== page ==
Build Better Mailchimp Contact Forms to Personalize Emails

Building emails your subscribers will want to read starts with collecting detailed data in your signup forms, then using that to personalize each message with their interests.

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If there’s one good thing about algorithmic social networks feeds, it’s that you see more posts that interest you. If you enjoy rock climbing, you’ll see more updates from your gym about bouldering and fewer about yoga. Ideally, anyhow.
It’s not so great as a business owner though. You have to trust the algorithm and hope your posts don’t get drowned out in the crowd. That’s partly what’s driven the resurgence in email newsletters. Inboxes might overflow, but at least your email has an equal opportunity to get noticed.
And if you personalize emails, your newsletter will have a much better chance of getting read every time. Here’s how to take a page from the social network playbook and build customized emails specific to your followers’ interests, using Fillout forms and Mailchimp dynamic content.

Build Mailchimp forms to tag and segment subscribers

It starts with data collection. Alongside its core email tools, Mailchimp also includes a basic signup form tool to gather names, emails, and the like. It’s enough to get your first subscribers, but not enough to personalize messages.
Individualized details about your subscribers. Their preferences. Their exercise routine, for a gym or sports store. Their favorite food, for a restaurant or store.
You can’t gather all of that data in Mailchimp forms. Not easily, anyhow.
Mailchimp forms include every field in your Audience database, whether relevant or not. You can hide fields, but if you delete them, Mailchimp will delete that field from your database. Mailchimp forms also can’t tag contacts based on their responses, or show follow up questions based on previous responses. And since Mailchimp automations typically start when a contact is tagged, you’ll have to manually tag people who sign up with your Mailchimp form to start automations.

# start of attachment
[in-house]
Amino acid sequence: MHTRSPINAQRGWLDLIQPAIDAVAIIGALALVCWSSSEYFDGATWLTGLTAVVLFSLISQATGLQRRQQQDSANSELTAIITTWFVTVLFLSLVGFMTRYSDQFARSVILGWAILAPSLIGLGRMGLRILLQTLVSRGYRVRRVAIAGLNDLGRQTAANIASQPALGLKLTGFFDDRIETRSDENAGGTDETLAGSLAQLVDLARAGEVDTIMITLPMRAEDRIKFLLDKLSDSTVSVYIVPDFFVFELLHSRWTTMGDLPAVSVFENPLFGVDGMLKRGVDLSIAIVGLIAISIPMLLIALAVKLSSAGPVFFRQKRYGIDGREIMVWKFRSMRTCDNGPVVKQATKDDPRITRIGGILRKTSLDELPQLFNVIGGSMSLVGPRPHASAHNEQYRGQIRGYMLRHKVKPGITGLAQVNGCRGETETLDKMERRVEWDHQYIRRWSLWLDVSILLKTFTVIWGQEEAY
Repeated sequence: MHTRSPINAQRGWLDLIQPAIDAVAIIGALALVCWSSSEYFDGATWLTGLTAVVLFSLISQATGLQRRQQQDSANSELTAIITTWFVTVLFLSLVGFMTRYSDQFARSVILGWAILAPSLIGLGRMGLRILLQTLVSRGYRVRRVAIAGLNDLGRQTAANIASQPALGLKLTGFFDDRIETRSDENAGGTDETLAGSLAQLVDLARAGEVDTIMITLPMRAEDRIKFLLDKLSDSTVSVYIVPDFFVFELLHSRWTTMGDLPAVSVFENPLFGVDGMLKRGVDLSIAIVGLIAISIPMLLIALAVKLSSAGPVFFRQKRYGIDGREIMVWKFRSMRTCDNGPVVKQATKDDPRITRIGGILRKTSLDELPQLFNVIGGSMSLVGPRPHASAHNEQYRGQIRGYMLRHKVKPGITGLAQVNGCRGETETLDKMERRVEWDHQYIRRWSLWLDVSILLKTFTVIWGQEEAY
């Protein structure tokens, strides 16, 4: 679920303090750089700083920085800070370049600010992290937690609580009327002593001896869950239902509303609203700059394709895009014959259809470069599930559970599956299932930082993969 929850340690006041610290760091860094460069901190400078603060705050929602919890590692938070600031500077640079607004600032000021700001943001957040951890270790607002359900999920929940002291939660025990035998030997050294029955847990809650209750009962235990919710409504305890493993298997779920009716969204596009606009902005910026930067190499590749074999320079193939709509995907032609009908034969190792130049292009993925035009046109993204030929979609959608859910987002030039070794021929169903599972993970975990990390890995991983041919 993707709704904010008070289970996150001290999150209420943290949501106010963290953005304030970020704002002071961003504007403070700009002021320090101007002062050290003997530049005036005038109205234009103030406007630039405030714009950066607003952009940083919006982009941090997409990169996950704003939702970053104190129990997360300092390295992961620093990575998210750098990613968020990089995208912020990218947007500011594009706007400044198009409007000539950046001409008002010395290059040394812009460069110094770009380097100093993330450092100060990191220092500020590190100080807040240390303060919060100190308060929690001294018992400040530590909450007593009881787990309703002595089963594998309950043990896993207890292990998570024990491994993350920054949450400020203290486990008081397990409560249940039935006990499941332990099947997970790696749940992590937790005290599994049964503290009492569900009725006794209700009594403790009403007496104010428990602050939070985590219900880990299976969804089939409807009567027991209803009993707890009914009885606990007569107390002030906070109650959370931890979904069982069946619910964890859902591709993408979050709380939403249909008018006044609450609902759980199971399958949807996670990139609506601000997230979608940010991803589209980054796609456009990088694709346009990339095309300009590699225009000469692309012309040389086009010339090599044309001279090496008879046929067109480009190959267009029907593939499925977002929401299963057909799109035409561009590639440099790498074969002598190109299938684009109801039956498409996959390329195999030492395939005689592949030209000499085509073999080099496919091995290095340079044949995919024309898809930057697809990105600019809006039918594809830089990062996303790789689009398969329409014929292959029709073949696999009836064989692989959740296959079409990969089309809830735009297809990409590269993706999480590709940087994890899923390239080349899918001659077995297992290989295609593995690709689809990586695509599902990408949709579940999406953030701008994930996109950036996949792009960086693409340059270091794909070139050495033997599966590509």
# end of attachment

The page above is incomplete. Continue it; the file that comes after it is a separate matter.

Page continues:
A better option is to use Fillout to build your forms and add data to Mailchimp.
Fillout forms can dynamically show fields based on prior field input
Fillout forms can dynamically show fields based on prior field input
First up, you can show fields dynamically based on prior responses. Your gym or fitness-focused newsletter signup could ask respondents their favorite workout activity. If they choose running, the form could ask if they’re training for a 5K or a full marathon—but hide that question if they’re only interested in swimming.
In Fillout, add the questions, then select the optional field and in the right-hand column choose the Logic options. Set it to show when the prior question contains the correct answer—so when the “favorite workout” option contains “running,” in this example.
Add the remaining questions your signup form requires, manually or using Fillout’s AI-powered form builder to quickly add name, email, and other standard fields.
Tag Mailchimp subscribers based on what they entered in Fillout forms
Tag Mailchimp subscribers based on what they entered in Fillout forms
Then, time to connect your form to Mailchimp. Click Fillout’s Integrations tab, connect your account, then choose your form’s email field to link up with Mailchimp’s Email address field. Do the same with the Audience fields, matching up names and other info to their Mailchimp counterparts.
Now for the tags—the data crucial to building individualized emails. Choose a tag from Mailchimp (or go back to Mailchimp and add appropriate tags, if you haven’t already), then add conditional logic to watch your Fillout fields for the required data. For workouts, we’d watch the favorite workout field for running and link that to a running tag in Mailchimp. Repeat the process to pair up your form data with tags.
It’s a bit of upfront work but it's more than you can do with Mailchimp forms and it will pay dividends when creating personalized content.

Create dynamic Mailchimp emails with tags

Now for the fun part: Building personalized emails.
Mailchimp includes a few tools for personalization:
  • Merge fields like *|NAME|* to include names, dates, and other personal details in an email. They’re how you can start emails with Hi NAME!, with each recipient’s name auto-included.